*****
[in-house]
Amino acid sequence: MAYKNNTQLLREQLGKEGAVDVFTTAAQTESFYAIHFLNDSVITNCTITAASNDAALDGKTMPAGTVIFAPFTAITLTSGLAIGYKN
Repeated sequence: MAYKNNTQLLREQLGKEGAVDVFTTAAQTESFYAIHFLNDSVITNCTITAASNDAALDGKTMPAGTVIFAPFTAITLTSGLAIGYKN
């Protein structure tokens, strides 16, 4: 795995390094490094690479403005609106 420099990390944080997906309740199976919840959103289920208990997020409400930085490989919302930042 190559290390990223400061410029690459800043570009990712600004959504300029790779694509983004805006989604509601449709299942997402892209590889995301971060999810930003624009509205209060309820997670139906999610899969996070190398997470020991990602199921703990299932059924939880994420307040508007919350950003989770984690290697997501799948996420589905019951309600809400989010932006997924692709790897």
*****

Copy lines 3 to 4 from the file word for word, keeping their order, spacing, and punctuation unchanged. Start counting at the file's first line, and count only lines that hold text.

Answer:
Repeated sequence: MAYKNNTQLLREQLGKEGAVDVFTTAAQTESFYAIHFLNDSVITNCTITAASNDAALDGKTMPAGTVIFAPFTAITLTSGLAIGYKN
């Protein structure tokens, strides 16, 4: 795995390094490094690479403005609106 420099990390944080997906309740199976919840959103289920208990997020409400930085490989919302930042 190559290390990223400061410029690459800043570009990712600004959504300029790779694509983004805006989604509601449709299942997402892209590889995301971060999810930003624009509205209060309820997670139906999610899969996070190398997470020991990602199921703990299932059924939880994420307040508007919350950003989770984690290697997501799948996420589905019951309600809400989010932006997924692709790897």